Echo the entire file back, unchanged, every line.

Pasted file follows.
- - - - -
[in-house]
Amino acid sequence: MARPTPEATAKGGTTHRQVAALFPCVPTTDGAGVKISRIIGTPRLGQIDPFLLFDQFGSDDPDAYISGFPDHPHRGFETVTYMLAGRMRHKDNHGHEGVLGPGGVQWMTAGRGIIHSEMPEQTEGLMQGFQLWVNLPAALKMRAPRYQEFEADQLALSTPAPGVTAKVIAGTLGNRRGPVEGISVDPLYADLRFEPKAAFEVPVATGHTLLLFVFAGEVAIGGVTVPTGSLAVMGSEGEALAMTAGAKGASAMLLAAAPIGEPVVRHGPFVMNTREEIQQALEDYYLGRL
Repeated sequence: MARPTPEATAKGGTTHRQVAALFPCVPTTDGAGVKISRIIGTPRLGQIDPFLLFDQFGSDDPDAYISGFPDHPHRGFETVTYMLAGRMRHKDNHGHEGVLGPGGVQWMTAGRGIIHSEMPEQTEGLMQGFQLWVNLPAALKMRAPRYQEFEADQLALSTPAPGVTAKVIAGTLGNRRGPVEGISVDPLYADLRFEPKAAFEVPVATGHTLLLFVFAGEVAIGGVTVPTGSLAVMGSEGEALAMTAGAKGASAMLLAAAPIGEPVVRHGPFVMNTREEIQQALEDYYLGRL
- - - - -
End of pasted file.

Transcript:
[in-house]
Amino acid sequence: MARPTPEATAKGGTTHRQVAALFPCVPTTDGAGVKISRIIGTPRLGQIDPFLLFDQFGSDDPDAYISGFPDHPHRGFETVTYMLAGRMRHKDNHGHEGVLGPGGVQWMTAGRGIIHSEMPEQTEGLMQGFQLWVNLPAALKMRAPRYQEFEADQLALSTPAPGVTAKVIAGTLGNRRGPVEGISVDPLYADLRFEPKAAFEVPVATGHTLLLFVFAGEVAIGGVTVPTGSLAVMGSEGEALAMTAGAKGASAMLLAAAPIGEPVVRHGPFVMNTREEIQQALEDYYLGRL
Repeated sequence: MARPTPEATAKGGTTHRQVAALFPCVPTTDGAGVKISRIIGTPRLGQIDPFLLFDQFGSDDPDAYISGFPDHPHRGFETVTYMLAGRMRHKDNHGHEGVLGPGGVQWMTAGRGIIHSEMPEQTEGLMQGFQLWVNLPAALKMRAPRYQEFEADQLALSTPAPGVTAKVIAGTLGNRRGPVEGISVDPLYADLRFEPKAAFEVPVATGHTLLLFVFAGEVAIGGVTVPTGSLAVMGSEGEALAMTAGAKGASAMLLAAAPIGEPVVRHGPFVMNTREEIQQALEDYYLGRL